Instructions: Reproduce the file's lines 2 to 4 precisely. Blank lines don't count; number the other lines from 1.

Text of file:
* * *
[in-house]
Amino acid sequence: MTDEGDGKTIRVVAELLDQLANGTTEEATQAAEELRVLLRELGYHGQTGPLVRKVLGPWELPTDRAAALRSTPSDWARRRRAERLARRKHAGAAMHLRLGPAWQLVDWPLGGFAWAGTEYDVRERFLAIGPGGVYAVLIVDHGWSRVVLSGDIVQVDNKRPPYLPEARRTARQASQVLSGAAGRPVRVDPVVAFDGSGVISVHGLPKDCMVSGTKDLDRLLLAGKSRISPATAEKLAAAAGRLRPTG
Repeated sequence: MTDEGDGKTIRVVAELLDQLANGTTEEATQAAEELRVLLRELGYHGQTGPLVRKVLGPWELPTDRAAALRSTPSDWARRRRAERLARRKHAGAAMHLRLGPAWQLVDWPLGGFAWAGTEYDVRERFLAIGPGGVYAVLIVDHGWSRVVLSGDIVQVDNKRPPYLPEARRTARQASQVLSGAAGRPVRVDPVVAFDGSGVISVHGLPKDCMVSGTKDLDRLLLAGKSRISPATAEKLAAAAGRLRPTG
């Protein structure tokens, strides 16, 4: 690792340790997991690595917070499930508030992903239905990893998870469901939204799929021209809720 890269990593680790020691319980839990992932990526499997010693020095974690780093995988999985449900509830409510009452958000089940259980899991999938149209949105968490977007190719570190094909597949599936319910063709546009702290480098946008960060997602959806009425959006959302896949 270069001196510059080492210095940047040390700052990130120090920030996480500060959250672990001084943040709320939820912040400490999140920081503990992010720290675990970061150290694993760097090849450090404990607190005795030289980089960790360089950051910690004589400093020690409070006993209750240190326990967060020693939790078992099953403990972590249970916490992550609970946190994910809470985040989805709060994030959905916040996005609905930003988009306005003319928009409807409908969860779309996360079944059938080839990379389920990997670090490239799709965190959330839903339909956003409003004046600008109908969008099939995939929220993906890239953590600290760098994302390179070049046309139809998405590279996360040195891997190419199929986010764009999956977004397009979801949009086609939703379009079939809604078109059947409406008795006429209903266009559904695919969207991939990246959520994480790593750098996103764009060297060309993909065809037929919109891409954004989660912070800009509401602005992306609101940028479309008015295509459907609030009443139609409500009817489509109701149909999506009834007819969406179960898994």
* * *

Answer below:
Amino acid sequence: MTDEGDGKTIRVVAELLDQLANGTTEEATQAAEELRVLLRELGYHGQTGPLVRKVLGPWELPTDRAAALRSTPSDWARRRRAERLARRKHAGAAMHLRLGPAWQLVDWPLGGFAWAGTEYDVRERFLAIGPGGVYAVLIVDHGWSRVVLSGDIVQVDNKRPPYLPEARRTARQASQVLSGAAGRPVRVDPVVAFDGSGVISVHGLPKDCMVSGTKDLDRLLLAGKSRISPATAEKLAAAAGRLRPTG
Repeated sequence: MTDEGDGKTIRVVAELLDQLANGTTEEATQAAEELRVLLRELGYHGQTGPLVRKVLGPWELPTDRAAALRSTPSDWARRRRAERLARRKHAGAAMHLRLGPAWQLVDWPLGGFAWAGTEYDVRERFLAIGPGGVYAVLIVDHGWSRVVLSGDIVQVDNKRPPYLPEARRTARQASQVLSGAAGRPVRVDPVVAFDGSGVISVHGLPKDCMVSGTKDLDRLLLAGKSRISPATAEKLAAAAGRLRPTG
């Protein structure tokens, strides 16, 4: 690792340790997991690595917070499930508030992903239905990893998870469901939204799929021209809720 890269990593680790020691319980839990992932990526499997010693020095974690780093995988999985449900509830409510009452958000089940259980899991999938149209949105968490977007190719570190094909597949599936319910063709546009702290480098946008960060997602959806009425959006959302896949 270069001196510059080492210095940047040390700052990130120090920030996480500060959250672990001084943040709320939820912040400490999140920081503990992010720290675990970061150290694993760097090849450090404990607190005795030289980089960790360089950051910690004589400093020690409070006993209750240190326990967060020693939790078992099953403990972590249970916490992550609970946190994910809470985040989805709060994030959905916040996005609905930003988009306005003319928009409807409908969860779309996360079944059938080839990379389920990997670090490239799709965190959330839903339909956003409003004046600008109908969008099939995939929220993906890239953590600290760098994302390179070049046309139809998405590279996360040195891997190419199929986010764009999956977004397009979801949009086609939703379009079939809604078109059947409406008795006429209903266009559904695919969207991939990246959520994480790593750098996103764009060297060309993909065809037929919109891409954004989660912070800009509401602005992306609101940028479309008015295509459907609030009443139609409500009817489509109701149909999506009834007819969406179960898994």